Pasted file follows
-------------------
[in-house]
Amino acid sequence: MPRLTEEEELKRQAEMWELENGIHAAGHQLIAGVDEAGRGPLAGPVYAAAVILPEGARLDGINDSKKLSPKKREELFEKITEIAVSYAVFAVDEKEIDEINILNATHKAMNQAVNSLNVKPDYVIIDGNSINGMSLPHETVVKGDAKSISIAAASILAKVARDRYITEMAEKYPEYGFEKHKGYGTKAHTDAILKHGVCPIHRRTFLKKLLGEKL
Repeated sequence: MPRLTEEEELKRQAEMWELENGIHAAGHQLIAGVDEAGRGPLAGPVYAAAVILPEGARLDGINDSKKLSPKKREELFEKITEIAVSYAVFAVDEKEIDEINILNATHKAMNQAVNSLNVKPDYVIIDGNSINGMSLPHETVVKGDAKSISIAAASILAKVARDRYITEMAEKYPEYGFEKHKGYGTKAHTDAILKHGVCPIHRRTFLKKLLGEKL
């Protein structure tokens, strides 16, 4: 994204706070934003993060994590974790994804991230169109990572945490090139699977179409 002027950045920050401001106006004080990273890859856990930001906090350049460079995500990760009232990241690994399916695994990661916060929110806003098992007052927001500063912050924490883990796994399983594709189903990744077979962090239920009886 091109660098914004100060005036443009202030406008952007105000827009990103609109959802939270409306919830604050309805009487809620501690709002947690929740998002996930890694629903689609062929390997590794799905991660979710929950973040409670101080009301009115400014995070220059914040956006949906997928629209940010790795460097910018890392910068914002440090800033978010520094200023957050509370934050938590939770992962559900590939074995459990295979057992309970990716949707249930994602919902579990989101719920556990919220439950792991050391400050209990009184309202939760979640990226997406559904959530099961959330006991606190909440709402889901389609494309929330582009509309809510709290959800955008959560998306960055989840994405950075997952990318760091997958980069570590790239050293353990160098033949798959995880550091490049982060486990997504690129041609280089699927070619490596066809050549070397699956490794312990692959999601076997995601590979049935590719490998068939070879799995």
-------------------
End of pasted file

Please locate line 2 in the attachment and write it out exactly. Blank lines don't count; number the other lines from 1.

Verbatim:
Amino acid sequence: MPRLTEEEELKRQAEMWELENGIHAAGHQLIAGVDEAGRGPLAGPVYAAAVILPEGARLDGINDSKKLSPKKREELFEKITEIAVSYAVFAVDEKEIDEINILNATHKAMNQAVNSLNVKPDYVIIDGNSINGMSLPHETVVKGDAKSISIAAASILAKVARDRYITEMAEKYPEYGFEKHKGYGTKAHTDAILKHGVCPIHRRTFLKKLLGEKL